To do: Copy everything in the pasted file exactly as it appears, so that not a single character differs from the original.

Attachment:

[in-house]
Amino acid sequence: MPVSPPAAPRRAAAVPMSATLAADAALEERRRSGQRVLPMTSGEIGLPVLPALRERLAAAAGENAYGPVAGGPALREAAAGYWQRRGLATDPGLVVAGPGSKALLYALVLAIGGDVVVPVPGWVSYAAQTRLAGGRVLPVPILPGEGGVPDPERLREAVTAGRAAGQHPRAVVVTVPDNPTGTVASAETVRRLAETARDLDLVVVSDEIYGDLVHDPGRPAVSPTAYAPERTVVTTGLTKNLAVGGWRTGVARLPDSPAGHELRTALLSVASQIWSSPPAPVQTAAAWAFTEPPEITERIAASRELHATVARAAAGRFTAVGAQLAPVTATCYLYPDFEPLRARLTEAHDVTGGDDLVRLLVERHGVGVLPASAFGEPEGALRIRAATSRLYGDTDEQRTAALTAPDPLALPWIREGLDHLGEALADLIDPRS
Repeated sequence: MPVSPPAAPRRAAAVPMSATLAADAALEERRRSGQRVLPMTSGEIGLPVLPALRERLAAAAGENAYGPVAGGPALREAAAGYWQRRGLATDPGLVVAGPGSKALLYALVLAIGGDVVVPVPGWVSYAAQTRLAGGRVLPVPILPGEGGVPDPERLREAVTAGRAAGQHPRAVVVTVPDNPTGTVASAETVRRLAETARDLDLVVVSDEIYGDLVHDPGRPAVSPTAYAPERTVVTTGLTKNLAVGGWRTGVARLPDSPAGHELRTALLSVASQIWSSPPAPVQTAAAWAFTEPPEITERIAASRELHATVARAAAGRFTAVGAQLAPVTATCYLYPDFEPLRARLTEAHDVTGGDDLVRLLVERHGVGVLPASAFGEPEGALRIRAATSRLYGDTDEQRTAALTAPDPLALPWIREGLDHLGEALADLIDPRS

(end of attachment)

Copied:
[in-house]
Amino acid sequence: MPVSPPAAPRRAAAVPMSATLAADAALEERRRSGQRVLPMTSGEIGLPVLPALRERLAAAAGENAYGPVAGGPALREAAAGYWQRRGLATDPGLVVAGPGSKALLYALVLAIGGDVVVPVPGWVSYAAQTRLAGGRVLPVPILPGEGGVPDPERLREAVTAGRAAGQHPRAVVVTVPDNPTGTVASAETVRRLAETARDLDLVVVSDEIYGDLVHDPGRPAVSPTAYAPERTVVTTGLTKNLAVGGWRTGVARLPDSPAGHELRTALLSVASQIWSSPPAPVQTAAAWAFTEPPEITERIAASRELHATVARAAAGRFTAVGAQLAPVTATCYLYPDFEPLRARLTEAHDVTGGDDLVRLLVERHGVGVLPASAFGEPEGALRIRAATSRLYGDTDEQRTAALTAPDPLALPWIREGLDHLGEALADLIDPRS
Repeated sequence: MPVSPPAAPRRAAAVPMSATLAADAALEERRRSGQRVLPMTSGEIGLPVLPALRERLAAAAGENAYGPVAGGPALREAAAGYWQRRGLATDPGLVVAGPGSKALLYALVLAIGGDVVVPVPGWVSYAAQTRLAGGRVLPVPILPGEGGVPDPERLREAVTAGRAAGQHPRAVVVTVPDNPTGTVASAETVRRLAETARDLDLVVVSDEIYGDLVHDPGRPAVSPTAYAPERTVVTTGLTKNLAVGGWRTGVARLPDSPAGHELRTALLSVASQIWSSPPAPVQTAAAWAFTEPPEITERIAASRELHATVARAAAGRFTAVGAQLAPVTATCYLYPDFEPLRARLTEAHDVTGGDDLVRLLVERHGVGVLPASAFGEPEGALRIRAATSRLYGDTDEQRTAALTAPDPLALPWIREGLDHLGEALADLIDPRS